Privacy Now A Commodity

By on May 19, 2017

May 19, 2017

The contrast is stark. As some realms become tightly private – e.g. what’s controlled through arbitration or non-disclosure agreements – others, like search and buying histories, are laid bare, although there is no way to find out who see them. This paradox of the internet is the subject of a New York Times magazine essay by Amanda Hess. “We’ve come to understand that privacy is the currency of our online lives, paying for petty conveniences with bits of personal information,” she writes. “But we are blissfully ignorant of what that means. We don’t know what data is being bought and sold, because, well, that’s private.” The kicker about privacy is you can buy it back – but it’s not cheap.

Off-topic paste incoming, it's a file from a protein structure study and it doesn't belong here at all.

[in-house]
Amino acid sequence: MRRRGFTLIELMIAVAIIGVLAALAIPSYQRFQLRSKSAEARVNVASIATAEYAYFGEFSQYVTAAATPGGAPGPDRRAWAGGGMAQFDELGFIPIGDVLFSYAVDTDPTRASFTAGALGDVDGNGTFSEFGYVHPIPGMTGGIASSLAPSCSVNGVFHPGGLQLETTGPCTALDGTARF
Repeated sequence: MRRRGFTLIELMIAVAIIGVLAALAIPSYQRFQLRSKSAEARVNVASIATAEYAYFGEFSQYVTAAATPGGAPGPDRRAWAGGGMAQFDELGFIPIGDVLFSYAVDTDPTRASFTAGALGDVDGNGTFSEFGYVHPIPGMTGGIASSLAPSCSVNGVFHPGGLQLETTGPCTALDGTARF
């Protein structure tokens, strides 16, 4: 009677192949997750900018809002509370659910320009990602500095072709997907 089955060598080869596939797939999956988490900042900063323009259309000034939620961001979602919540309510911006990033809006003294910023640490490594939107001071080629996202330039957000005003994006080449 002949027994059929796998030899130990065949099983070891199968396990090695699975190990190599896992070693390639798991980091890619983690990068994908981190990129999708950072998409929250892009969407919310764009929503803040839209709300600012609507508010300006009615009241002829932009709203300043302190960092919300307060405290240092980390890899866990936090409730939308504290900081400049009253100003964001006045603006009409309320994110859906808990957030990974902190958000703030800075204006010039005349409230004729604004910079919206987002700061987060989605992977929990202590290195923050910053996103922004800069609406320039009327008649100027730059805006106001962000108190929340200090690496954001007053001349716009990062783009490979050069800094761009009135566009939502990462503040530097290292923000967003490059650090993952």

Read the full article at:

The New York Times

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